19.There is no evidence to disclose that there was a redundancy situation at the Respondent, or that the Grievants were informed by the Respondent, that their roles had been rendered redundant for economic reasons. The prayers asking the Court to declare that redundancy was procedurally and substantively wrongful and illegal; that an order of permanent injunction issues restraining the Respondent from declaring the Claimant’s Unionisable Employees redundant; and that the Grievants are paid redundancy benefits, are prayers which are not well-founded in law and fact. There was no redundancy situation at the Respondent.
20.The Respondent did not at any time, inform, or suggest to the Grievants, that there was a redundancy situation. The Grievants had no reason to concluded that termination was founded on redundancy.
21.Their prayers relating to redundancy are not well-founded in law and fact. The Court has no reason to declare that redundancy was substantively wrongful and illegal; there is no reason whatsoever to issue an order of permanent injunction, barring the Respondent from declaring redundant any of the Unionisable Employees of the Claimant; and there is no evidence of a redundancy situation, to warrant redundancy payments.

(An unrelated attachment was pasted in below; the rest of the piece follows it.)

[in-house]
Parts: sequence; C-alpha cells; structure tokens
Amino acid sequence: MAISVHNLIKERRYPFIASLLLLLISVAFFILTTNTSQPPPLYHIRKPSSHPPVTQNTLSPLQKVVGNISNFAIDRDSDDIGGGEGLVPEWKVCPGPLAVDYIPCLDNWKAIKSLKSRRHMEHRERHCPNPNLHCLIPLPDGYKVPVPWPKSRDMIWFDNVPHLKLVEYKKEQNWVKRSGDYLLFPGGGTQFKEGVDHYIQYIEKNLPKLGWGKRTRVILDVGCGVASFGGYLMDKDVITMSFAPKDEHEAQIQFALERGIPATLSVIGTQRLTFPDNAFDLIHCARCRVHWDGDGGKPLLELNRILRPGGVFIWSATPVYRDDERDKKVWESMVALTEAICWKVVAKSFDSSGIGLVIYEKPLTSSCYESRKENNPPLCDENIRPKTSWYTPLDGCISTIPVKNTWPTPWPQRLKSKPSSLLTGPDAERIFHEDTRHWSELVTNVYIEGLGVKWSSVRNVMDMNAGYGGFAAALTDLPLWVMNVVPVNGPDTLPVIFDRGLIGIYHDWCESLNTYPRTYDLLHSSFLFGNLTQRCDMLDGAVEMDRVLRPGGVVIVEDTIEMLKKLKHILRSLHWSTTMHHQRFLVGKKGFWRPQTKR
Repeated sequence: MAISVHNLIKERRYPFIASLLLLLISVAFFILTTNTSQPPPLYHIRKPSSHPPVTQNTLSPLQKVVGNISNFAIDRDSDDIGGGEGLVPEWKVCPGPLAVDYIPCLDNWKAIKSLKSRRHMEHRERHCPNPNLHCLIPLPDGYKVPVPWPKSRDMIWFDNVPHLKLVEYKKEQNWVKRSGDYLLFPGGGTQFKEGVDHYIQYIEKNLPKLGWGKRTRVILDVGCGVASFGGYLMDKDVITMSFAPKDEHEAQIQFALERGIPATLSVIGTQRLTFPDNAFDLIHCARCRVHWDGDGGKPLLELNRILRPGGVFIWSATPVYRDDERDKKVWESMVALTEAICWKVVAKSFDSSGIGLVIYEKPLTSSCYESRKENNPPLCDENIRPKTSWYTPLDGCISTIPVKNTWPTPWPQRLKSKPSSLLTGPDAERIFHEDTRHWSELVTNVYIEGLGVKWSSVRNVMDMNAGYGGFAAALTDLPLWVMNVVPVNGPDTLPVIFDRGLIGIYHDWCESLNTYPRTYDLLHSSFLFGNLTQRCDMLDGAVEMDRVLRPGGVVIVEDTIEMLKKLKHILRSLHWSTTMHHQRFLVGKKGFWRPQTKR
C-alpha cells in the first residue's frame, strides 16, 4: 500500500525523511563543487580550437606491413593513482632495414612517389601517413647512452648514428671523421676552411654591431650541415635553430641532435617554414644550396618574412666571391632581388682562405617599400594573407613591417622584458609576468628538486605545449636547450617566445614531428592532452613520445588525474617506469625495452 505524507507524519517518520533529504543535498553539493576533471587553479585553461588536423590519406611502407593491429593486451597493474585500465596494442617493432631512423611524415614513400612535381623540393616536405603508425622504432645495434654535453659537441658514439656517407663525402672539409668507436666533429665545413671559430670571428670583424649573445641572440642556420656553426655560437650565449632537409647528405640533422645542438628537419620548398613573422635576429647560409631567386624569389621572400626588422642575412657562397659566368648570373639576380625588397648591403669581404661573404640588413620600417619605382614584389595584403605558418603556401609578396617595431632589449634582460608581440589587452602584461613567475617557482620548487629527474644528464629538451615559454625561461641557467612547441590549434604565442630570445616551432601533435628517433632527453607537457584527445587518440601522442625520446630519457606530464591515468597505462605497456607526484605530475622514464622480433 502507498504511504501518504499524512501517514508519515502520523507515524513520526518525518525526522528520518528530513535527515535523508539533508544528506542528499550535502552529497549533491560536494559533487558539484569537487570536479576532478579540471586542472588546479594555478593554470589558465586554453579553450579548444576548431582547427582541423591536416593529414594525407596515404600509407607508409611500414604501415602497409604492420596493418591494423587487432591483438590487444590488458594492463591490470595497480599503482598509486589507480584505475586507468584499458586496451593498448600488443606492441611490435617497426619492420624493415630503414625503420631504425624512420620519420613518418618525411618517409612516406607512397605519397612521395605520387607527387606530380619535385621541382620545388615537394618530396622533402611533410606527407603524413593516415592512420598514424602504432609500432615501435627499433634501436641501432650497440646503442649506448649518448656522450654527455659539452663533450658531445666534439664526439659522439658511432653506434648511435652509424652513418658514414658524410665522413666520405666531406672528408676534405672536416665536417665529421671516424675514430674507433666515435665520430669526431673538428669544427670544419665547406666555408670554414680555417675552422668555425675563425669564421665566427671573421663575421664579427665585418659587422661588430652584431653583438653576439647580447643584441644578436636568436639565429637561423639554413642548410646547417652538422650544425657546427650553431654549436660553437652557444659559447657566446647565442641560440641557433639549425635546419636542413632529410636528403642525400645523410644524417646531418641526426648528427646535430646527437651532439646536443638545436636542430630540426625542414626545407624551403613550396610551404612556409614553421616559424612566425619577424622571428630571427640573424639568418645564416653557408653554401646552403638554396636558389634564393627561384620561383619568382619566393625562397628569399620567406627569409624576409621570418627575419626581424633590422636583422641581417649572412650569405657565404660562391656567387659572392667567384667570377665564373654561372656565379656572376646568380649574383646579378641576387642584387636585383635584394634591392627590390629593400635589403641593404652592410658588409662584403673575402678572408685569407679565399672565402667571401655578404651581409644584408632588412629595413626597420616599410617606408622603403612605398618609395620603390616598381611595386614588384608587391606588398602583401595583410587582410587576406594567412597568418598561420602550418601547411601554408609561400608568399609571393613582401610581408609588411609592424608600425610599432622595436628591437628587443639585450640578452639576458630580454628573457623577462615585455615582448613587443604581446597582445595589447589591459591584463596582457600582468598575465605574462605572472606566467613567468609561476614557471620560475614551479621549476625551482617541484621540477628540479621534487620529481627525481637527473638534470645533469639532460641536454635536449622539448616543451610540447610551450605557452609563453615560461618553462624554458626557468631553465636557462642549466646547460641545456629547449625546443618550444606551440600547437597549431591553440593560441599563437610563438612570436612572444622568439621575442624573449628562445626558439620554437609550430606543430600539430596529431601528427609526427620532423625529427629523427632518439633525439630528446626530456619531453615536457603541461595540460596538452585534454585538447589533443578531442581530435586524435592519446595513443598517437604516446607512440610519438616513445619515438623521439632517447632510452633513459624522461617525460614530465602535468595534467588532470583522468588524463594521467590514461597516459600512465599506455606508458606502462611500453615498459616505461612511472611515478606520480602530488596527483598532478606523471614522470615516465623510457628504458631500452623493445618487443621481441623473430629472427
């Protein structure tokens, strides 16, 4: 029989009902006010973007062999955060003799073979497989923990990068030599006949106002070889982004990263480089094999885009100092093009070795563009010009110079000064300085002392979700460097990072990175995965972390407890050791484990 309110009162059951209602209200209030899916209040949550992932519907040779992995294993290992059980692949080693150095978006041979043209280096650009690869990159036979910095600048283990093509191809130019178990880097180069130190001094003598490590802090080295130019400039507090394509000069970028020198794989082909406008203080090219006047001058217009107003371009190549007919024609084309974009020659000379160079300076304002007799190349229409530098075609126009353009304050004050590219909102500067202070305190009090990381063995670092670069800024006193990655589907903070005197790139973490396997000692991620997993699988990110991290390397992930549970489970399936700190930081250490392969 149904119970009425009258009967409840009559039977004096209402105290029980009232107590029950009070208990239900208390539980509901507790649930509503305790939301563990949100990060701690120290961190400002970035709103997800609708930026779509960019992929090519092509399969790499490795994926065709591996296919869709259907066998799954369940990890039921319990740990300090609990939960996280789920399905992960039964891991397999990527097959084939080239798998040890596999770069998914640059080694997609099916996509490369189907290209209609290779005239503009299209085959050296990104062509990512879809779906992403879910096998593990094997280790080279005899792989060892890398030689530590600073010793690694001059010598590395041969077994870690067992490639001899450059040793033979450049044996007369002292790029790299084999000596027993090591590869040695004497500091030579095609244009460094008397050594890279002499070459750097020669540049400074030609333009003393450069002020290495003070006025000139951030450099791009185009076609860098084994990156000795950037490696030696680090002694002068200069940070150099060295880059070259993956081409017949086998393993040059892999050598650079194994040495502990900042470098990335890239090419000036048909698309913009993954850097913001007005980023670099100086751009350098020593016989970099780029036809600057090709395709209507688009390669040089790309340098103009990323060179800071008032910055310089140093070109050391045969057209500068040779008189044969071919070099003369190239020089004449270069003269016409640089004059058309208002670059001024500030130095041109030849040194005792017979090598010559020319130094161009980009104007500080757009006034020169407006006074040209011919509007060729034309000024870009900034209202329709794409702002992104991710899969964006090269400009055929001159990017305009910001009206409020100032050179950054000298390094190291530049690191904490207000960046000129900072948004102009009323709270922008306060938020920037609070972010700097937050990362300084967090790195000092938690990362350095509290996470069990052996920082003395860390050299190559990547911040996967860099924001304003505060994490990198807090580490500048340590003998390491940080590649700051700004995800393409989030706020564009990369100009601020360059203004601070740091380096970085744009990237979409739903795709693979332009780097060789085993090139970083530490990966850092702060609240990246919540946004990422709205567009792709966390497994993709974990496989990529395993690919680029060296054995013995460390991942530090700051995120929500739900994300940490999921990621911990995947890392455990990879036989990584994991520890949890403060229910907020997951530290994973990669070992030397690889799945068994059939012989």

22.Even if there was a redundancy situation, it would not warrant an order of permanent injunction, restraining the Respondent from declaring redundancy against any of its Unionisable Employees. Such an order would be illegal and unreasonable. The Respondent has the discretion in running its business, and cannot be permanently restrained from declaring redundancy, if the economic situation demands that it does so.
23.The Grievants left employment, on the ground that they had failed to renew their Medical Certificates. Employees in the food industry are required under the Food, Drugs and Chemical Substances Act, cap 254, [Food Hygiene Regulations] to have Certificate of Medical Examination – Form D.